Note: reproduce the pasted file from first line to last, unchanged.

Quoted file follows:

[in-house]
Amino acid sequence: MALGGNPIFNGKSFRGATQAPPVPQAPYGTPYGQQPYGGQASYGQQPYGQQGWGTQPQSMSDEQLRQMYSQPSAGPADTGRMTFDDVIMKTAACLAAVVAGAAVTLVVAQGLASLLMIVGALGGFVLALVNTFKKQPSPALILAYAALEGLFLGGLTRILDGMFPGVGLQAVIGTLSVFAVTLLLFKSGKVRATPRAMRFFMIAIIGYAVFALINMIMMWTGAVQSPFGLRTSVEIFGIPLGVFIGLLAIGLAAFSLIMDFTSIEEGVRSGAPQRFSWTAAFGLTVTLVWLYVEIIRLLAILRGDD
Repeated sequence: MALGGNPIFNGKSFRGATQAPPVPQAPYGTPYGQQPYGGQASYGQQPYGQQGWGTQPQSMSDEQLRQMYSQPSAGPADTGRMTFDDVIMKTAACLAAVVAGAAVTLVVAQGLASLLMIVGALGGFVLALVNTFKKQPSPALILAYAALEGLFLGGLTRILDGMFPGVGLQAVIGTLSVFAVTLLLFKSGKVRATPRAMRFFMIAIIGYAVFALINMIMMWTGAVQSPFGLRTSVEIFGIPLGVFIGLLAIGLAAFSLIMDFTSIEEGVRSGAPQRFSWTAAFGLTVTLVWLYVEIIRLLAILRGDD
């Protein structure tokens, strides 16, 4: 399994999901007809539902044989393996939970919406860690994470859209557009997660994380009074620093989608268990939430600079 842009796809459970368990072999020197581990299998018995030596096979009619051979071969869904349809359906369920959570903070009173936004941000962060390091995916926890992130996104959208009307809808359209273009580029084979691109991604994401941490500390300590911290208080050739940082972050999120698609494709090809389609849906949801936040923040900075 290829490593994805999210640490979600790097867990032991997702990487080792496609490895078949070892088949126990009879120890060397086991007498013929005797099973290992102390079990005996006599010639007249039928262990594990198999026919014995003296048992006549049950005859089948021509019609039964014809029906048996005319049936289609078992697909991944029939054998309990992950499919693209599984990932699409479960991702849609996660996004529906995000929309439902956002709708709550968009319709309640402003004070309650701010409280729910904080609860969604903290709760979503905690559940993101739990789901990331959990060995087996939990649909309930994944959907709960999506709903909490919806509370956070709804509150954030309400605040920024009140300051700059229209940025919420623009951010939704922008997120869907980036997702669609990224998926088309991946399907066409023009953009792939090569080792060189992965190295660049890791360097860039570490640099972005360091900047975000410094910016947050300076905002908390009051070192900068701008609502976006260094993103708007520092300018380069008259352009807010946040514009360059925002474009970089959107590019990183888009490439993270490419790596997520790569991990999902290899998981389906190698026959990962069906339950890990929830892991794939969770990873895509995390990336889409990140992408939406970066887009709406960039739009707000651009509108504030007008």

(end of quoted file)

[in-house]
Amino acid sequence: MALGGNPIFNGKSFRGATQAPPVPQAPYGTPYGQQPYGGQASYGQQPYGQQGWGTQPQSMSDEQLRQMYSQPSAGPADTGRMTFDDVIMKTAACLAAVVAGAAVTLVVAQGLASLLMIVGALGGFVLALVNTFKKQPSPALILAYAALEGLFLGGLTRILDGMFPGVGLQAVIGTLSVFAVTLLLFKSGKVRATPRAMRFFMIAIIGYAVFALINMIMMWTGAVQSPFGLRTSVEIFGIPLGVFIGLLAIGLAAFSLIMDFTSIEEGVRSGAPQRFSWTAAFGLTVTLVWLYVEIIRLLAILRGDD
Repeated sequence: MALGGNPIFNGKSFRGATQAPPVPQAPYGTPYGQQPYGGQASYGQQPYGQQGWGTQPQSMSDEQLRQMYSQPSAGPADTGRMTFDDVIMKTAACLAAVVAGAAVTLVVAQGLASLLMIVGALGGFVLALVNTFKKQPSPALILAYAALEGLFLGGLTRILDGMFPGVGLQAVIGTLSVFAVTLLLFKSGKVRATPRAMRFFMIAIIGYAVFALINMIMMWTGAVQSPFGLRTSVEIFGIPLGVFIGLLAIGLAAFSLIMDFTSIEEGVRSGAPQRFSWTAAFGLTVTLVWLYVEIIRLLAILRGDD
């Protein structure tokens, strides 16, 4: 399994999901007809539902044989393996939970919406860690994470859209557009997660994380009074620093989608268990939430600079 842009796809459970368990072999020197581990299998018995030596096979009619051979071969869904349809359906369920959570903070009173936004941000962060390091995916926890992130996104959208009307809808359209273009580029084979691109991604994401941490500390300590911290208080050739940082972050999120698609494709090809389609849906949801936040923040900075 290829490593994805999210640490979600790097867990032991997702990487080792496609490895078949070892088949126990009879120890060397086991007498013929005797099973290992102390079990005996006599010639007249039928262990594990198999026919014995003296048992006549049950005859089948021509019609039964014809029906048996005319049936289609078992697909991944029939054998309990992950499919693209599984990932699409479960991702849609996660996004529906995000929309439902956002709708709550968009319709309640402003004070309650701010409280729910904080609860969604903290709760979503905690559940993101739990789901990331959990060995087996939990649909309930994944959907709960999506709903909490919806509370956070709804509150954030309400605040920024009140300051700059229209940025919420623009951010939704922008997120869907980036997702669609990224998926088309991946399907066409023009953009792939090569080792060189992965190295660049890791360097860039570490640099972005360091900047975000410094910016947050300076905002908390009051070192900068701008609502976006260094993103708007520092300018380069008259352009807010946040514009360059925002474009970089959107590019990183888009490439993270490419790596997520790569991990999902290899998981389906190698026959990962069906339950890990929830892991794939969770990873895509995390990336889409990140992408939406970066887009709406960039739009707000651009509108504030007008």